Julia Hughes, senior vice president of international trade for the U.S. Association of Importers of Textiles & Apparel, said, “Our member companies are very supportive of AGOA and have worked very hard to make a successful program. There continues to be some concerns about AGOA in terms of improvements in delivery times, improvements in the ease of doing business in Africa that companies are still looking for, but that being said, we have recommended an increase in capacity building and also the opportunities to bring together U.S. buyers with their African counterparts to help improve their understanding of doing business in the U.S.”

Kirk’s trip is taking place amid heightened scrutiny on manufacturing conditions in the sub-Saharan region. On Sunday, a report from the Sunday Times of London alleged environmental violations at a factory in Lesotho that manufactured denim jeans for Levi Strauss & Co. and Gap Inc.

Both companies said they had immediately launched their own investigations in Lesotho upon hearing of the allegations. Levi’s confirmed that untreated water from a supplier’s fabric mill was improperly discharged as a result of a broken government pipe. A Levi’s spokeswoman said the mill’s own waste water treatment process had broken, so the mill had sent the waste water through a government pipe that would have treated the water. That pipe was broken, but has since been fixed.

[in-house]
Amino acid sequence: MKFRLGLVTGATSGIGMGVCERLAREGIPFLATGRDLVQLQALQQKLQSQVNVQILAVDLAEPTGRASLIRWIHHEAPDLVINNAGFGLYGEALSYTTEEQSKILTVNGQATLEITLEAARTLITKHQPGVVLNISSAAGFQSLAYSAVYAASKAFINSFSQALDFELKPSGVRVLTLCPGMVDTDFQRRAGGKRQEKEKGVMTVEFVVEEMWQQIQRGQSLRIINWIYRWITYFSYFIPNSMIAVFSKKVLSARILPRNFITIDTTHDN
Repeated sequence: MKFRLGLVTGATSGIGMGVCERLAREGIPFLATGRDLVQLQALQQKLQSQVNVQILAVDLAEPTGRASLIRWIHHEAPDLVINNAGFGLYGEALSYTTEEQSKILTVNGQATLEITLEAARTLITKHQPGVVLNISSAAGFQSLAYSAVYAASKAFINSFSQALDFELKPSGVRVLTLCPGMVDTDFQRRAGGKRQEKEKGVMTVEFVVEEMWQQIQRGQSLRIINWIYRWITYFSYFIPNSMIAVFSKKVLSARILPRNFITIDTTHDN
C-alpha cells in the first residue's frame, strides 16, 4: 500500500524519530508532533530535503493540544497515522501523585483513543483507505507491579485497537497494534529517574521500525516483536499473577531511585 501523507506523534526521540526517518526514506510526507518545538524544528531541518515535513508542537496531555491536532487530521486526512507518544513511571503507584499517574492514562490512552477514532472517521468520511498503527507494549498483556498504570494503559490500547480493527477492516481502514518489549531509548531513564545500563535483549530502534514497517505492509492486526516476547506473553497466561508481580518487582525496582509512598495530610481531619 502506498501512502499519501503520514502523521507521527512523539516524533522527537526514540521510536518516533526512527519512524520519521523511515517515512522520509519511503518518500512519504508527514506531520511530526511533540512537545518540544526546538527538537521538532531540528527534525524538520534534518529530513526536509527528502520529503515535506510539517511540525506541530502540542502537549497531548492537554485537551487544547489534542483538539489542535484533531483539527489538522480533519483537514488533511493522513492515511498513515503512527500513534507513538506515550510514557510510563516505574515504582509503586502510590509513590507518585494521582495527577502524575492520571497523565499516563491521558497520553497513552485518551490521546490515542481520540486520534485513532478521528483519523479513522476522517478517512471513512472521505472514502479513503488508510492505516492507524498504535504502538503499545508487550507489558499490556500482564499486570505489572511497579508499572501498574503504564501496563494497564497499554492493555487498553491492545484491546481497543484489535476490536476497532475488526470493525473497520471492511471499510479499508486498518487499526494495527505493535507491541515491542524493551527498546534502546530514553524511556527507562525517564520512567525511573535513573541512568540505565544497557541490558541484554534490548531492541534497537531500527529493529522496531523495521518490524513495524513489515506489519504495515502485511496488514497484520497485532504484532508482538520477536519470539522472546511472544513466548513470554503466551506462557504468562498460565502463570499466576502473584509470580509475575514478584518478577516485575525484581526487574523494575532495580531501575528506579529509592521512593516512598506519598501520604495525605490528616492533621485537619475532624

“We also informed all our suppliers in Lesotho to immediately stop sending their solid waste to the municipal landfill until we can meet with local authorities and determine how to address the complex issue of public health, economic livelihood and waste disposal,” said Levi’s in a statement.

Don Henkle, senior vice president of global responsibility for Gap, said, “As soon as we were alerted of these issues, we immediately investigated the situation on the ground in Lesotho, commissioned an independent monitoring organization to conduct its own investigation, and placed one of the factories involved on immediate notice until our investigation is complete and all issues are adequately addressed.”